christ-samaritan-woman-at-well-living-water-simon-dewey-3Jesus turned both the religious and social norms upside down, and where women were concerned, His actions were undeniably equalizing. Recall the account of the Samaritan woman at the well (John 4). As far as the Jews were concerned, Samaritans were unclean half-breeds, and moreover, Jewish men were not supposed to speak to strange women in public. What does our Lord Jesus do? He sits down with a promiscuous Samaritan woman out in broad daylight at the town’s common water well and has one of the most important theological discussions recorded in John’s Gospel. He explicitly identifies Himself to her as the Messiah! She abandons her water jar and runs into the town to tell everyone who will listen—and many believed based upon her testimony (4:39). A woman was the first evangelist to Sychar in Samaria.

I wish I knew her name.

Throughout my latest study of women in the Gospel narratives, what has surprised me is realizing how often I’ve made a mistaken generalization instead of carefully identifying who the Gospel writers meant to include when they used the word “disciples” in any particular passage. When I’m reading along and come to the phrase “the disciples” or “His disciples,” my mind automatically registers that as “The Twelve.” I know there were more disciples than The Twelve; I’m just saying that when I’m reading the Gospels, my brain defaults to the exclusive circle all too often as I’m trying to rush forward to the main point of the passage (shame on me).

There’s one particular cross reference that I really like. The synoptic Gospels record Jesus predicting his own death and resurrection. For example, in Matthew 16:21 we read, “From that time Jesus began to show his disciples that he must go to Jerusalem and suffer many things from the elders and chief priests and scribes, and be killed, and on the third day be raised.” Compare this to Mark 8:27-34, where a distinction is made between what Jesus says to the disciples (including the death/resurrection prediction) before he calls the general crowd to him. My point is, the Scripture tells us that the disciples were the ones that he spoke his prediction to (he voiced this prediction several times, and it should be noted that at least once it was to The Twelve, exclusively). But then notice what happens immediately after his resurrection, when the prophecy has come true.  Mary Magdalene, Joanna, Mary the mother of James, and some other women (“the women who had come with Him from Galilee”—Luke 23:55) set off to embalm Jesus’ body:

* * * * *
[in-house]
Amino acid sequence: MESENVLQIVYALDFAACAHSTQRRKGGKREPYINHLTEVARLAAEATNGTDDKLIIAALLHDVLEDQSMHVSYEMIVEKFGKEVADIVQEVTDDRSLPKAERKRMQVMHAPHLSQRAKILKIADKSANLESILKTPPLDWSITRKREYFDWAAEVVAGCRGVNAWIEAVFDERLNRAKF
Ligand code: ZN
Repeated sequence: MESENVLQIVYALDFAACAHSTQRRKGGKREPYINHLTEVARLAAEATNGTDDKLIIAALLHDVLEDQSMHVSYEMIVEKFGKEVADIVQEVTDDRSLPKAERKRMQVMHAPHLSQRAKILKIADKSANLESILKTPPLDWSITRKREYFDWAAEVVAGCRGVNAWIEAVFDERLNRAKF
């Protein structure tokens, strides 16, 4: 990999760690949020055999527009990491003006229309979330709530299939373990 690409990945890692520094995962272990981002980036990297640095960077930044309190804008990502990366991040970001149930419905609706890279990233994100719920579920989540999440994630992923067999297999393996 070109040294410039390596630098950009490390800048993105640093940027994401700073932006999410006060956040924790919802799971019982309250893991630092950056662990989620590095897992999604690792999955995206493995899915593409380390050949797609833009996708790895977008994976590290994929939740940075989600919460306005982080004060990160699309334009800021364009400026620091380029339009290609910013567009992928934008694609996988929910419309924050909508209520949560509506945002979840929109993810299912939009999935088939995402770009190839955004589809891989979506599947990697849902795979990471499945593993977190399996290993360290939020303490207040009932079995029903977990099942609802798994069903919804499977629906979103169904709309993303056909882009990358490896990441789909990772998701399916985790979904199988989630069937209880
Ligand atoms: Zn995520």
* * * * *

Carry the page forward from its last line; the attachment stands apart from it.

Luke 24:1-12

But on the first day of the week, at early dawn, they went to the tomb, taking the spices they had prepared.  And they found the stone rolled away from the tomb, but when they went in they did not find the body of the Lord Jesus. While they were perplexed about this, behold, two men stood by them in dazzling apparel. And as they were frightened and bowed their faces to the ground, the men said to them, “Why do you seek the living among the dead? He is not here, but has risen. Remember how he told you, while he was still in Galilee, that the Son of Man must be delivered into the hands of sinful men and be crucified and on the third day rise.” And they remembered his words, and returning from the tomb they told all these things to the eleven and to all the rest. Now it was Mary Magdalene and Joanna and Mary the mother of James and the other women with them who told these things to the apostles, but these words seemed to them an idle tale, and they did not believe them. But Peter rose and ran to the tomb; stooping and looking in, he saw the linen cloths by themselves; and he went home marveling at what had happened. (Emphasis, mine.)

Take note: the angels tell the women to recall what Jesus told them would happen. This indicates that when Jesus foretold to “his disciples” his betrayal, death, and resurrection, the women were included in that group. The women ran back to tell The Eleven (Judas is gone) about what the angels had told them at the open, empty tomb. Women were the first to discover and proclaim the Gospel of the Lord risen.  

Women, whose testimony wasn’t of much worth in that culture, were entrusted by God with the most important message in all of human history, and they delivered it to the men who had been closest to Jesus.

And the men thought they had made it all up.

I wonder if there was ever an “I told you so.”  ;-)